Someone just paid $25,000 for the ticket stub from Michael Jordan’s regular-season debut

Someone just paid $25,000 for the ticket stub from Michael Jordan’s regular-season debut

Rod Thorne knew the Rockets were taking Hakeem at no.1 and was 99% sure the Blazers were taking Sam Bowie at no.2. His friend Dean Smith told him the kid has what it takes, but Thorne did his due diligence. He went to see another touted prospect, a Charles Barkley, playing for Auburn. 

“Alabama threw a zone at Charles, and he had six points, fouled out, and played an awful game. He couldn’t make an outside shot. So I left there thinking, ‘How is this guy ever going to be a big-time player in pro ball? He’s just too small to do what he was doing in college in the NBA.”

Rob Thorne, NBA Draft

The decision was made, Chicago was going to take Michael Jordan at no.3. It wasn’t an easy decision to make. Many teams tried to trade up to get Jordan, and the Bulls ownership wanted success right away. They had the worst attendance of any pro sports team in Chicago, even worse than the indoor soccer team they shared the arena with. When rumors that Dallas is considering trading star forward Mark Aguirre for no.3 surfaced, Thorne and scout Mike Thibault made a plan.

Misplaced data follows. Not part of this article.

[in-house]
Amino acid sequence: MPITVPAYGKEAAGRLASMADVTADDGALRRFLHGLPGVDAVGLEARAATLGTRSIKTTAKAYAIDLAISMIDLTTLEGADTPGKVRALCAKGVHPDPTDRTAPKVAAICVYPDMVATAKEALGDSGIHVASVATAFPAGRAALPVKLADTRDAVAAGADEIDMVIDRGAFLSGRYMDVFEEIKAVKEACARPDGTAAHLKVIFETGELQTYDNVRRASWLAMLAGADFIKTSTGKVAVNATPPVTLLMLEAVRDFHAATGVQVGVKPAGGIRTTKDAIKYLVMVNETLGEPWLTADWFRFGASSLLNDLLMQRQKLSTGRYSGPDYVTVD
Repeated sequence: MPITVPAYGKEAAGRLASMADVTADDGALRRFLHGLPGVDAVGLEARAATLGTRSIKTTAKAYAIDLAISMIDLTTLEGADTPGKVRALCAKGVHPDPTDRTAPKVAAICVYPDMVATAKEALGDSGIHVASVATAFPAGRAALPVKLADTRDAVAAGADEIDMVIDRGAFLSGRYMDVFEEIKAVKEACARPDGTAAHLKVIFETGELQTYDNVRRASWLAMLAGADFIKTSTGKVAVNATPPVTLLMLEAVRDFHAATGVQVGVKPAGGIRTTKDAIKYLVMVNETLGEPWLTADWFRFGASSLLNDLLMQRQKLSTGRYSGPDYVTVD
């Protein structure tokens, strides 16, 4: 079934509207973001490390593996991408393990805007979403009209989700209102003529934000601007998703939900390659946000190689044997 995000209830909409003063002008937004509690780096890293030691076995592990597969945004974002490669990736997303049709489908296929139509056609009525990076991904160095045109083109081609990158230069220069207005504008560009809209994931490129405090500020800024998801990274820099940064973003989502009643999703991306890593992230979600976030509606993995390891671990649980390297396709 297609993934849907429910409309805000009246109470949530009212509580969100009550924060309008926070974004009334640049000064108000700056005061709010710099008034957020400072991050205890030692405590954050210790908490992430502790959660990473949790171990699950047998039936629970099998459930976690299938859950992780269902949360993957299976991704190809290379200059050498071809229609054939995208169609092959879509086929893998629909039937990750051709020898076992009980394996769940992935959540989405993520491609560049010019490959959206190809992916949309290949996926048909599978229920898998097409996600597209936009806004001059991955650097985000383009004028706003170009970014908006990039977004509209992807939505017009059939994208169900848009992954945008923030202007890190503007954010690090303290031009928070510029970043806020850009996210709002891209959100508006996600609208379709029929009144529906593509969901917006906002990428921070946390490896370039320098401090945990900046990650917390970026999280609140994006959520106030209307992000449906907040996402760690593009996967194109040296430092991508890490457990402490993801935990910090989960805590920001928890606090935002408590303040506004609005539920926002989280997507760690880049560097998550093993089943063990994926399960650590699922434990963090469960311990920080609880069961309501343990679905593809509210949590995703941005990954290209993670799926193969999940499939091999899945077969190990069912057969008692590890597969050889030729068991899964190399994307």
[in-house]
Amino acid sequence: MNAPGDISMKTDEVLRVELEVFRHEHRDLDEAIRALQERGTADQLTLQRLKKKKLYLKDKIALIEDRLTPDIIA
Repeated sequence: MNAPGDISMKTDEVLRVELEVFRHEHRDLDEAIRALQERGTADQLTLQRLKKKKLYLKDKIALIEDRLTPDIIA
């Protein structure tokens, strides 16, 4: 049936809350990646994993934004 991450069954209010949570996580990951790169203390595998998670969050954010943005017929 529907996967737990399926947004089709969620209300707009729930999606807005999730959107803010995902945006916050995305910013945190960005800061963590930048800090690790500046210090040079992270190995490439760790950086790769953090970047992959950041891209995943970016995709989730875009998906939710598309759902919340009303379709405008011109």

“Rod and I jokingly made a pact the day before the draft that if anybody came in from the ownership group to try to convince us otherwise, we were gonna lock them out of the room until the pick was made. Or lock them in a closet if need be.”

Mike Thibault, BR

As confident as they were about picking Jordan, Thorne wasn’t sure he’d be a great player. The draft report had concerns about his weight (195 lbs a 6’6”) and the fact Jordan didn’t have an outside shot. As athletic as he was, you knew he was going to straight line to the rim. You can be one-dimensional in college, but not in the pros. He was far from a sure thing.

 Three and a half decades later, we can conclude things turned out quite well for the Bulls. But all this was to show that going to MJ’s first game, people were excited to see a few dunks, but they had no idea who they are about to see for the very first time. MJ didn’t even have a particularly good game – he made only five of his 16 shots from the field. Still, someone made a good decision that night. 

This isn’t even the most expensive MJ ticket out there. To be exact, it was sold for $24,907.50. The title goes to a ticket for his NBA preseason debut, which sold for $34,800 by Heritage Auctions.

Look, if I were a millionaire, I’m sure I’d overpay for stuff. I’m a sucker for gadgets and will spend way too much on food and drinks. But still, 25k for a ticket stub? I gotta start collecting Luka and Zion memorabilia and put it in a vault.